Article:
Agency: Fallon London
By COLIN GRIMSHAW, campaignlive.co.uk, Monday, 13 December 1999 12:00AM
Since the Yves Rocher Corporation founded the first botanical
garden and laboratory in France in 1958, the company has positioned its
brand as one that is ecologically friendly. Of course, this now fits
snugly with the trend for ethically sound products.
In 1965, Yves Rocher published a Green Book of Beauty, which became the
world’s most widely used catalogue of natural beauty products. In 1987,
it was the first European cosmetics company to stop testing its products
on animals. By 1995 Yves Rocher was the largest natural beauty-care
company in the world, selling its products to 25 million women in 84
This environmentally and ethically sound brand positioning is carefully
reinforced across all Yves Rocher’s advertising. This emphasises that
the natural, plant-based products have not been tested on animals and
also promotes low introductory prices.
Core advertising propositions include ’Look great, naturally’ and ’Your
beauty, comfort and total well-being are our passion.’ These sit
alongside promotional price themes such as ’Introductory prices on more
than 100 of our most popular products’ and ’Try 28 products from only
pounds 1.50. Save over 50 per cent.’
Yves Rocher does not sell its products through retailers, but instead
goes through 1,350 beauty institutes worldwide and has also embraced the
Planning and buying in the UK are executed by Simon Whitworth, director
of David Coleman Media. The company has held the Yves Rocher account for
15 years and fights hard for keen, last-minute deals. Whitworth says:
’Yves Rocher was green before green was fashionable.’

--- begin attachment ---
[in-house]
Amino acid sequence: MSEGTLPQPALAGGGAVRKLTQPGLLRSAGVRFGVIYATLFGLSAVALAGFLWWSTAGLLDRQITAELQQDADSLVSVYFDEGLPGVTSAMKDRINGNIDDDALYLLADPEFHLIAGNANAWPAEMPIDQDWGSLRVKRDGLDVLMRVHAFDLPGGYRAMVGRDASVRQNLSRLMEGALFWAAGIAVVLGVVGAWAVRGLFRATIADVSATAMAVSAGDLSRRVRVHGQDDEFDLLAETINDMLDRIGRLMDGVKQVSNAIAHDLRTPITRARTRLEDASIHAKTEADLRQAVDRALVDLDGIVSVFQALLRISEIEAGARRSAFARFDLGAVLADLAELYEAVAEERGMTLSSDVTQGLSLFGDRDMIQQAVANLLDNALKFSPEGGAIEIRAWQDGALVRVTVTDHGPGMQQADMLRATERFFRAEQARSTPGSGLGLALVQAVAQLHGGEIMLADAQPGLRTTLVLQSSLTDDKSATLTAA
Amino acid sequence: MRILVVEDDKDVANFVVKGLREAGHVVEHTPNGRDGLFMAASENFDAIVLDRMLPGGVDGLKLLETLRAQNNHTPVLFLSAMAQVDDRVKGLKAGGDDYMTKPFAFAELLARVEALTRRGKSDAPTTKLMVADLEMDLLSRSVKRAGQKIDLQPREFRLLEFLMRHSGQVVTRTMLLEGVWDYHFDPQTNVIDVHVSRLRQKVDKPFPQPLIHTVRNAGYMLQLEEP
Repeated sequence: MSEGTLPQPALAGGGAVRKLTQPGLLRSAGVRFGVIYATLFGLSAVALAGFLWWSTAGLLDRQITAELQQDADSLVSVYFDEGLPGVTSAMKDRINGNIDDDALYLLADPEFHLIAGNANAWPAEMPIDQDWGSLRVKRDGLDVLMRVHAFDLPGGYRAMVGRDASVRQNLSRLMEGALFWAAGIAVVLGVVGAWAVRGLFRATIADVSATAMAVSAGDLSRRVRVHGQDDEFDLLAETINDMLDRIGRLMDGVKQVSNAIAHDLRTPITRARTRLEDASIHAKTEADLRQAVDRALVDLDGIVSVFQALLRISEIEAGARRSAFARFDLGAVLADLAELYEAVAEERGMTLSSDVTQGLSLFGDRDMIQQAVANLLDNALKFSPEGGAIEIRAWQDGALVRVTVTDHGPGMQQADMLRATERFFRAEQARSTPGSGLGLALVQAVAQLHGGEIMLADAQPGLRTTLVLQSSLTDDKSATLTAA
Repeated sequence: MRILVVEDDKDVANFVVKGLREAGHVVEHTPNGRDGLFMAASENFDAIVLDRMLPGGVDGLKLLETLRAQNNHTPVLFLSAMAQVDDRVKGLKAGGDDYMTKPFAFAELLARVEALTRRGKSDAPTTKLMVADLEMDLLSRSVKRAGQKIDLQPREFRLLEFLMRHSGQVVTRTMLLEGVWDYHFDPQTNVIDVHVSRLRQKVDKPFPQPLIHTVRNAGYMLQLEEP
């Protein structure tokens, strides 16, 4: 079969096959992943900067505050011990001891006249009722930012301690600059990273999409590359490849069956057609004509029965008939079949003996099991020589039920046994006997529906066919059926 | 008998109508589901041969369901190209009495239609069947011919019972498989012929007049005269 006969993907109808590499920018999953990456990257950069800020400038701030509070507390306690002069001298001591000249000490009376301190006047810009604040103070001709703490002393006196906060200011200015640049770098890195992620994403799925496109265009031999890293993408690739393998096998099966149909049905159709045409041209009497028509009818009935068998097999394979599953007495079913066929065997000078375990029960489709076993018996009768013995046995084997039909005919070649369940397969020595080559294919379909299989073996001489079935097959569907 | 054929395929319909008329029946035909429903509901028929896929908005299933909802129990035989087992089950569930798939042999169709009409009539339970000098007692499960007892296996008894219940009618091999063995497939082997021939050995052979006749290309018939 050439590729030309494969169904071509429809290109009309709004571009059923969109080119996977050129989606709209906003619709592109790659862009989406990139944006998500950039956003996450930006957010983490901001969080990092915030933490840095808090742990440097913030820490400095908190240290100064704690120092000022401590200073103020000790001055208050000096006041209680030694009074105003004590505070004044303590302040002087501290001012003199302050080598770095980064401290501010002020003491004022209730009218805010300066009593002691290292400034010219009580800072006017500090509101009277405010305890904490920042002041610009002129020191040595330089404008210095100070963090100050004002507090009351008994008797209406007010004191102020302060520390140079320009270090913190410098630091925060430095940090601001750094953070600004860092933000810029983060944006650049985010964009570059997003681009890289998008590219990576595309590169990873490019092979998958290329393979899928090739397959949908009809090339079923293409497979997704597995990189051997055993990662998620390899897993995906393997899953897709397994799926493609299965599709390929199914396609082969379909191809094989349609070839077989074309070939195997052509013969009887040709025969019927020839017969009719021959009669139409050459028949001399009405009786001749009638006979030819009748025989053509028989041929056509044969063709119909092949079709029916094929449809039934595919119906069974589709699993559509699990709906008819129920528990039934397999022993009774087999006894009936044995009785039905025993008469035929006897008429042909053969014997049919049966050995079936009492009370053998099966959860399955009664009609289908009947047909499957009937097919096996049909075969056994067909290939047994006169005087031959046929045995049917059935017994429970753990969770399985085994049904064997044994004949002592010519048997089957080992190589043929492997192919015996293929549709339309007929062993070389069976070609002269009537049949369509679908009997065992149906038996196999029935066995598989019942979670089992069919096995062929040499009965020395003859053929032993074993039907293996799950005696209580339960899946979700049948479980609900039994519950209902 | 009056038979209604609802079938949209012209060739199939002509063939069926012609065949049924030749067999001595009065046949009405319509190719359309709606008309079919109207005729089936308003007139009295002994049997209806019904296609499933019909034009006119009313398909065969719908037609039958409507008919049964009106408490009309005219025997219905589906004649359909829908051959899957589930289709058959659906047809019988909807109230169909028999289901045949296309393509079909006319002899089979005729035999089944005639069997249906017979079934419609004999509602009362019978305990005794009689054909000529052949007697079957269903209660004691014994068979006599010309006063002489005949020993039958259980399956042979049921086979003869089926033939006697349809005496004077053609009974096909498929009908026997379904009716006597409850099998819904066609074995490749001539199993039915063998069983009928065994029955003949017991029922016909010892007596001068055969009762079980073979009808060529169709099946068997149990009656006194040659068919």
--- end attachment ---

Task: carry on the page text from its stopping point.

Its UK adspend for January to October 1999 was almost pounds 3.5
million, split between direct mail and press advertising which account
for 87 per cent and 13 per cent of adspend respectively. There was also
a small amount of radio advertising but the total radio spend amounted
to less than pounds 5,000.
Most of Yves Rocher’s advertising this year has been concentrated in
September and January- these two months accounting for more than 40 per
cent of spend.
The sum spent on press advertising amounted to pounds 437,904. It was
placed exclusively in consumer magazines, mainly women’s titles. The
Daily Mail’s You magazine got more than pounds 80,000, while What’s on
TV and Family Circle both landed more than pounds 40,000. The Lady and
Top Sante also fared well.
The other titles were Cable Guide, Debenhams magazine, Essentials,
Health & Fitness, Marie Claire, Prima, Radio Times, Shape, She, Weight
Watchers, Slimming and TV Quick.
Almost 75 per cent of the company’s direct mail is aimed at existing
clients, and these fall mainly in the 35-44 and 65+ age groups.
Yves Rocher is a relatively sophisticated direct mailer, issuing
different executions to niche target groups (MMS tracked more than ten
different mailings in October, for example). It shows clear evidence of
good database usage, which enables seasonal campaigns (such as its
Christmas Beauty Catalogue and a Halloween Special) and customer loyalty
activity such as birthday mailings and the sending of gift vouchers to
Research by Media Monitoring Services, tel: 01344-627553
This article was first published on campaignlive.co.uk